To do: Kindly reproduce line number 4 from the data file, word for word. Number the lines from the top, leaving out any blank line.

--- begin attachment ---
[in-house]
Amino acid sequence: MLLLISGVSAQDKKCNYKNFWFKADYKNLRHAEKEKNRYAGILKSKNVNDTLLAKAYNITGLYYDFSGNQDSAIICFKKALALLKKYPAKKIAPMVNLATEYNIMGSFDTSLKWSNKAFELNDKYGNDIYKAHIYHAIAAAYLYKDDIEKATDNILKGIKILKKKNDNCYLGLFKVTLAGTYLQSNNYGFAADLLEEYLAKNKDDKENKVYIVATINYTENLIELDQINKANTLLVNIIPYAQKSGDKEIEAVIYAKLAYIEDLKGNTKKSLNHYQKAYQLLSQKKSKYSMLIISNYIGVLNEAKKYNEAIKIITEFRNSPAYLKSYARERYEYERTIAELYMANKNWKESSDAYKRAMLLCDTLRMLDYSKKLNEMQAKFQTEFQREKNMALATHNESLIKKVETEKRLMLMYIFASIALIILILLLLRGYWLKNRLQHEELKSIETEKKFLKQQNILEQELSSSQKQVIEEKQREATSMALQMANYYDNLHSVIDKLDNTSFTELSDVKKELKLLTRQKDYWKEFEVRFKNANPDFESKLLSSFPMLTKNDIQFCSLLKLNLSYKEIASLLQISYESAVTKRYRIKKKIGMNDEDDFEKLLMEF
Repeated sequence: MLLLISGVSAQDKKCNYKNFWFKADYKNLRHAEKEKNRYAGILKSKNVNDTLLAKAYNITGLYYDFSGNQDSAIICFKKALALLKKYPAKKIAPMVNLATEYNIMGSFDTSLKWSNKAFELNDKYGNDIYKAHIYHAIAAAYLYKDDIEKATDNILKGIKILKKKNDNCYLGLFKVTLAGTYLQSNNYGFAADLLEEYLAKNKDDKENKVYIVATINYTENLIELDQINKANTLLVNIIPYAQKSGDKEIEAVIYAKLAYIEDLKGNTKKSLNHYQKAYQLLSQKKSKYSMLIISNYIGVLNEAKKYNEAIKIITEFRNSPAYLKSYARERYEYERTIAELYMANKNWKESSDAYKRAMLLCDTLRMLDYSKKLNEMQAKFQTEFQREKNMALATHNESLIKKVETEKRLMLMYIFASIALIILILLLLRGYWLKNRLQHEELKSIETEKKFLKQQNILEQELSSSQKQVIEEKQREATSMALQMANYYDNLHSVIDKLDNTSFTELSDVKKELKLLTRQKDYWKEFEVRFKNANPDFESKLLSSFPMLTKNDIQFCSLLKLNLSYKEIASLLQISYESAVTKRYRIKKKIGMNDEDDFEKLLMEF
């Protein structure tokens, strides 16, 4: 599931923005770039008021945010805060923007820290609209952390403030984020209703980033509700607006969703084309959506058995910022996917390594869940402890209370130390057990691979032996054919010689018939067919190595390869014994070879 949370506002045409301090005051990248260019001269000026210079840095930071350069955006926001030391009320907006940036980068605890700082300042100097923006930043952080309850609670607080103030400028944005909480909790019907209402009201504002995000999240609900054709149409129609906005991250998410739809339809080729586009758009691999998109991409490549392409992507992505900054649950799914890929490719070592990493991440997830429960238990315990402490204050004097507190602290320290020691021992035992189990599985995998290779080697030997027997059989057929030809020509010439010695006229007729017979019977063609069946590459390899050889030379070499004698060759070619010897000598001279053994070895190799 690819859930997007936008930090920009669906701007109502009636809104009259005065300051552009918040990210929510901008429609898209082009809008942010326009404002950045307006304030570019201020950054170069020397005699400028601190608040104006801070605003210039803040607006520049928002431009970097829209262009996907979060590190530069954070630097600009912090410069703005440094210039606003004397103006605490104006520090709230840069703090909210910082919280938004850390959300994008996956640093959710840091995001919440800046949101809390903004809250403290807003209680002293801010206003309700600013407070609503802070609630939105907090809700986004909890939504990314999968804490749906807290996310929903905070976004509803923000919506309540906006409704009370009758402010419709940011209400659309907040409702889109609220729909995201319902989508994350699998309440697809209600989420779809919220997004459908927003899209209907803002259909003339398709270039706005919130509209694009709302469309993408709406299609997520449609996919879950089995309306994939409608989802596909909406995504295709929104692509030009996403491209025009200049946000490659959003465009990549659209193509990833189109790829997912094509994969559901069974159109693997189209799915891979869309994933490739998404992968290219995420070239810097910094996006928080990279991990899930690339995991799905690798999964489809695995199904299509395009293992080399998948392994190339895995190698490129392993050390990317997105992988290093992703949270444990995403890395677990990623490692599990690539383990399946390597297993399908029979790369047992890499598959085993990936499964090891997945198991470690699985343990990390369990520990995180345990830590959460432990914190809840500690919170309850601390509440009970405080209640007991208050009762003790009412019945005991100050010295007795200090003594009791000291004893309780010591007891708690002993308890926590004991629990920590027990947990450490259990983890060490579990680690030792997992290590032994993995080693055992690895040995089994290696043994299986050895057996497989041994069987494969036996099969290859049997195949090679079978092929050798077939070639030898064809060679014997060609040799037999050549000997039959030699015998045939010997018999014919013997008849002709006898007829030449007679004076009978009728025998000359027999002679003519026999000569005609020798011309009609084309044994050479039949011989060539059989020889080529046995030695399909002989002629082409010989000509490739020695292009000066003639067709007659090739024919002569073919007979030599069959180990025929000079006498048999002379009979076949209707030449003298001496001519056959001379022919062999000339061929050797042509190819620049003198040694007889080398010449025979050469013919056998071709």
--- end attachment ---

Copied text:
């Protein structure tokens, strides 16, 4: 599931923005770039008021945010805060923007820290609209952390403030984020209703980033509700607006969703084309959506058995910022996917390594869940402890209370130390057990691979032996054919010689018939067919190595390869014994070879 949370506002045409301090005051990248260019001269000026210079840095930071350069955006926001030391009320907006940036980068605890700082300042100097923006930043952080309850609670607080103030400028944005909480909790019907209402009201504002995000999240609900054709149409129609906005991250998410739809339809080729586009758009691999998109991409490549392409992507992505900054649950799914890929490719070592990493991440997830429960238990315990402490204050004097507190602290320290020691021992035992189990599985995998290779080697030997027997059989057929030809020509010439010695006229007729017979019977063609069946590459390899050889030379070499004698060759070619010897000598001279053994070895190799 690819859930997007936008930090920009669906701007109502009636809104009259005065300051552009918040990210929510901008429609898209082009809008942010326009404002950045307006304030570019201020950054170069020397005699400028601190608040104006801070605003210039803040607006520049928002431009970097829209262009996907979060590190530069954070630097600009912090410069703005440094210039606003004397103006605490104006520090709230840069703090909210910082919280938004850390959300994008996956640093959710840091995001919440800046949101809390903004809250403290807003209680002293801010206003309700600013407070609503802070609630939105907090809700986004909890939504990314999968804490749906807290996310929903905070976004509803923000919506309540906006409704009370009758402010419709940011209400659309907040409702889109609220729909995201319902989508994350699998309440697809209600989420779809919220997004459908927003899209209907803002259909003339398709270039706005919130509209694009709302469309993408709406299609997520449609996919879950089995309306994939409608989802596909909406995504295709929104692509030009996403491209025009200049946000490659959003465009990549659209193509990833189109790829997912094509994969559901069974159109693997189209799915891979869309994933490739998404992968290219995420070239810097910094996006928080990279991990899930690339995991799905690798999964489809695995199904299509395009293992080399998948392994190339895995190698490129392993050390990317997105992988290093992703949270444990995403890395677990990623490692599990690539383990399946390597297993399908029979790369047992890499598959085993990936499964090891997945198991470690699985343990990390369990520990995180345990830590959460432990914190809840500690919170309850601390509440009970405080209640007991208050009762003790009412019945005991100050010295007795200090003594009791000291004893309780010591007891708690002993308890926590004991629990920590027990947990450490259990983890060490579990680690030792997992290590032994993995080693055992690895040995089994290696043994299986050895057996497989041994069987494969036996099969290859049997195949090679079978092929050798077939070639030898064809060679014997060609040799037999050549000997039959030699015998045939010997018999014919013997008849002709006898007829030449007679004076009978009728025998000359027999002679003519026999000569005609020798011309009609084309044994050479039949011989060539059989020889080529046995030695399909002989002629082409010989000509490739020695292009000066003639067709007659090739024919002569073919007979030599069959180990025929000079006498048999002379009979076949209707030449003298001496001519056959001379022919062999000339061929050797042509190819620049003198040694007889080398010449025979050469013919056998071709």